The 10 important lessons I learned being in the market for a decade now since 2007 where I made a transition from a newbie to a pro trader to an investor.
Right Stock at Right Price for Right Time
Have you ever invested in a stock on someone's advice to make profit and then has to wait for months, maybe years, to recover capital? Not anymore.
When the markets were booming in 2007, I did my first trade on 22nd June 2007. The June of 2017 is when I complete my decade-long presence in the market.
There were many highs and lows in the decade gone by and there has been a transition that has come along in me as a trader, as an investor and as a blogger who writes about finance with no finance background.
I had some of the awesome trades by fluke in some of the worst possible companies back in those days like RNRL or Essar Oil. As of today, I wished I did not have those big wins in those trade earlier in my life because those big wins were followed by some of the worst trades.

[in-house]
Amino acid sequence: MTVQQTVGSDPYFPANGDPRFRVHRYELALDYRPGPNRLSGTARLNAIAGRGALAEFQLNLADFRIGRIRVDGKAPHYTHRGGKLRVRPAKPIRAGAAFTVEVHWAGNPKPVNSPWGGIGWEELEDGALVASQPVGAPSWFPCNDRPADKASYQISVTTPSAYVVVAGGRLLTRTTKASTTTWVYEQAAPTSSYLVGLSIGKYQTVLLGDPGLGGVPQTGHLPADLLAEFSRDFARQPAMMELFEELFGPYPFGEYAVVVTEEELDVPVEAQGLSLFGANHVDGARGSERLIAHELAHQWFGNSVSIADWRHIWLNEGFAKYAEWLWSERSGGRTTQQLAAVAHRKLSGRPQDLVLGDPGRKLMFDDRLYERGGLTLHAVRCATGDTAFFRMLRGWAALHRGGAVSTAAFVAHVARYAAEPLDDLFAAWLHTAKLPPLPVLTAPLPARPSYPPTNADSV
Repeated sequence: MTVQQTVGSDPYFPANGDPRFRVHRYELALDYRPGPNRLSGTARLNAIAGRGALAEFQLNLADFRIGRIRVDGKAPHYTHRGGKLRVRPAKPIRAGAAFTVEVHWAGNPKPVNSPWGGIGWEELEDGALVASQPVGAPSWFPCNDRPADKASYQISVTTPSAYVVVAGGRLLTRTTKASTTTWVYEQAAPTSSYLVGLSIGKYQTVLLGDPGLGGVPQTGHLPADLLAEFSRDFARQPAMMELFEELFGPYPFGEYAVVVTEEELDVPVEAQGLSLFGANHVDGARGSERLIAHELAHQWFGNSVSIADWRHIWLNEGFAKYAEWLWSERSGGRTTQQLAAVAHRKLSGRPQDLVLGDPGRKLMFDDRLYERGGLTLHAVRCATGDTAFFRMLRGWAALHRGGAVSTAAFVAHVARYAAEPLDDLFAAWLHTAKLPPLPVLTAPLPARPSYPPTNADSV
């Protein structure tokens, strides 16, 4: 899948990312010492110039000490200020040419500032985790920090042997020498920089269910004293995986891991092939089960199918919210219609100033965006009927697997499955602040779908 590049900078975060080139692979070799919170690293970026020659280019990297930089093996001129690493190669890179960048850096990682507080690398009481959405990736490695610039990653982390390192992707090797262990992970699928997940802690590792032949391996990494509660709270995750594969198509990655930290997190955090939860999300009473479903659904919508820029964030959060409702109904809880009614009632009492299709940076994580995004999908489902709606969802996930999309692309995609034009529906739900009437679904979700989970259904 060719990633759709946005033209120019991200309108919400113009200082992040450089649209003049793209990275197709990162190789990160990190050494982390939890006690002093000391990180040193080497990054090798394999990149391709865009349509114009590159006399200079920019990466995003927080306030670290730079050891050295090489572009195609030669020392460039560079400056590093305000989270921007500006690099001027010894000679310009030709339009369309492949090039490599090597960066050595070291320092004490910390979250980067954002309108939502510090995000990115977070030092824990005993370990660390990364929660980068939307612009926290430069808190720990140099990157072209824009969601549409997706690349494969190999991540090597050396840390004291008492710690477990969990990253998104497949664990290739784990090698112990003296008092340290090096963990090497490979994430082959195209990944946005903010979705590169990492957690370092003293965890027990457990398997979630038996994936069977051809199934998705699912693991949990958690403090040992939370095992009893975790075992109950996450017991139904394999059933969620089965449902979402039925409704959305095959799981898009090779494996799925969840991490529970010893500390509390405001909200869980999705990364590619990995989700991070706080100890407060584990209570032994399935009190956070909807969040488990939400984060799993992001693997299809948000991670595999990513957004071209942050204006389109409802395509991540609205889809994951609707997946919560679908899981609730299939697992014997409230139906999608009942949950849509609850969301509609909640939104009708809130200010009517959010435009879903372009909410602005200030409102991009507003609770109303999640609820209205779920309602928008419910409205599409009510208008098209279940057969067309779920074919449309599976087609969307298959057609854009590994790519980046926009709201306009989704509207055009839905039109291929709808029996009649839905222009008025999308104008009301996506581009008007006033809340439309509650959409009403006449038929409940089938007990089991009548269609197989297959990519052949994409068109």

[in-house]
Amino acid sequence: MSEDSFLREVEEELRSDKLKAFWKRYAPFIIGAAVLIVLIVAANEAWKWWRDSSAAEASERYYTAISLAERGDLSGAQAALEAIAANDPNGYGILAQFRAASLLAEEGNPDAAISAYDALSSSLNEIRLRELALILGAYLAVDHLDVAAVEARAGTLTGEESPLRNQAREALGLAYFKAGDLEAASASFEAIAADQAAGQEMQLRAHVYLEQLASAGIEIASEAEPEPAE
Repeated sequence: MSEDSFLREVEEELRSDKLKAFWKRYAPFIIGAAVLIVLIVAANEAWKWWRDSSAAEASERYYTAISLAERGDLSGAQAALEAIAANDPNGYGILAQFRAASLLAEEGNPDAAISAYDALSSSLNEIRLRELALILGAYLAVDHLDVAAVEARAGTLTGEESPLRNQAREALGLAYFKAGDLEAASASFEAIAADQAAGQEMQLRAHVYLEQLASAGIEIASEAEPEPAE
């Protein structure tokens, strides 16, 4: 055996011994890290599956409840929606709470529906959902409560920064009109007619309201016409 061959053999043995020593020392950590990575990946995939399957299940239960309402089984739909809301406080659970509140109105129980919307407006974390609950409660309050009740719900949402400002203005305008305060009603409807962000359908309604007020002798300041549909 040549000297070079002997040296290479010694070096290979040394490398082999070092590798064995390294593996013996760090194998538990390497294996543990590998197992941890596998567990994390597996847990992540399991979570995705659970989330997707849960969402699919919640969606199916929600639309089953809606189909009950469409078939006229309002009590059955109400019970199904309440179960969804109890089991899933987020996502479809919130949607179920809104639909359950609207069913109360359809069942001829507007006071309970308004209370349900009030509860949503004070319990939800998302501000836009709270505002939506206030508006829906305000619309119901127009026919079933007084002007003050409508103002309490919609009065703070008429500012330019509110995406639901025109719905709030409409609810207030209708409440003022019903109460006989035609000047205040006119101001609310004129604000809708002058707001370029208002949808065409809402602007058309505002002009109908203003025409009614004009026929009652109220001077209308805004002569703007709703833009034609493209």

I must say I am a bit lucky to get out of those and I am grateful that those losses taught me a lot more than the wins in them. Losses helped me stop things and glad I stopped which laid the foundation of trying to learn before jumping into the market.
My journey is quite similar to any retail investors who get into the market because someone has opened them a DEMAT account and we learn the hard way out that market is not for anybody to start milking money and it is for those who know how to play it. Some people take it too far without the knowledge and quit whereas others stop bleeding money and start learning.
If I can break the stereotype process of making losses and then trying to learn, it can help many retail investors immensely and is the sole purpose of my blog.
Because once you make those losses, it is tough, really tough to get back into the winning ways and often we like to play the blame game then. No matter who you name in the blame game, ultimately it was your money and you blew it away.